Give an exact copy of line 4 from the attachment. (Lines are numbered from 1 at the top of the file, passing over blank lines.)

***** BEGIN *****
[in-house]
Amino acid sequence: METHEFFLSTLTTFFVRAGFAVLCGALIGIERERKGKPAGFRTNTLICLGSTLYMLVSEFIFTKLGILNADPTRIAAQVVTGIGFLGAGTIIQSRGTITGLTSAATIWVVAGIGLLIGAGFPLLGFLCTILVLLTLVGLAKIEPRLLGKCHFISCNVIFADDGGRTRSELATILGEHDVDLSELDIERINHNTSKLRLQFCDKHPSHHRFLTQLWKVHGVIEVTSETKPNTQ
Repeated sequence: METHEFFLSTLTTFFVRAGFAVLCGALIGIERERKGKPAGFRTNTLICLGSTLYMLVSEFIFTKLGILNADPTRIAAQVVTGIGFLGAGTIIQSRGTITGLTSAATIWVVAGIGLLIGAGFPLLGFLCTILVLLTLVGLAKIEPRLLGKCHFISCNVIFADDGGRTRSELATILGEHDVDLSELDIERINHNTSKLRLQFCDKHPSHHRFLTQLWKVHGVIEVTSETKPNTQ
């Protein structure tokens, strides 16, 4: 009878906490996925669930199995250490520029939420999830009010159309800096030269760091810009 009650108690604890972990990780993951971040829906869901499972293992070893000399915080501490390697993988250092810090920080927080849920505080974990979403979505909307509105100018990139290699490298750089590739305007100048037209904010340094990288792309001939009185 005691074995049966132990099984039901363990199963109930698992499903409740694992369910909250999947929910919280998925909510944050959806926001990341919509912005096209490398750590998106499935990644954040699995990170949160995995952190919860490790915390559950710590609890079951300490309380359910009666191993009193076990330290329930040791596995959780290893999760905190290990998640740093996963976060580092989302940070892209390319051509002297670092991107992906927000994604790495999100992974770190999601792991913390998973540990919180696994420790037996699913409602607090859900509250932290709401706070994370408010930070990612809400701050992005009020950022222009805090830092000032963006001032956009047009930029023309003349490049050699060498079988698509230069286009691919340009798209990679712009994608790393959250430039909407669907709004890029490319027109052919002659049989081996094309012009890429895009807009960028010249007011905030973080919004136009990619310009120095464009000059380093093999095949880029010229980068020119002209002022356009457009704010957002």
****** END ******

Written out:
């Protein structure tokens, strides 16, 4: 009878906490996925669930199995250490520029939420999830009010159309800096030269760091810009 009650108690604890972990990780993951971040829906869901499972293992070893000399915080501490390697993988250092810090920080927080849920505080974990979403979505909307509105100018990139290699490298750089590739305007100048037209904010340094990288792309001939009185 005691074995049966132990099984039901363990199963109930698992499903409740694992369910909250999947929910919280998925909510944050959806926001990341919509912005096209490398750590998106499935990644954040699995990170949160995995952190919860490790915390559950710590609890079951300490309380359910009666191993009193076990330290329930040791596995959780290893999760905190290990998640740093996963976060580092989302940070892209390319051509002297670092991107992906927000994604790495999100992974770190999601792991913390998973540990919180696994420790037996699913409602607090859900509250932290709401706070994370408010930070990612809400701050992005009020950022222009805090830092000032963006001032956009047009930029023309003349490049050699060498079988698509230069286009691919340009798209990679712009994608790393959250430039909407669907709004890029490319027109052919002659049989081996094309012009890429895009807009960028010249007011905030973080919004136009990619310009120095464009000059380093093999095949880029010229980068020119002209002022356009457009704010957002």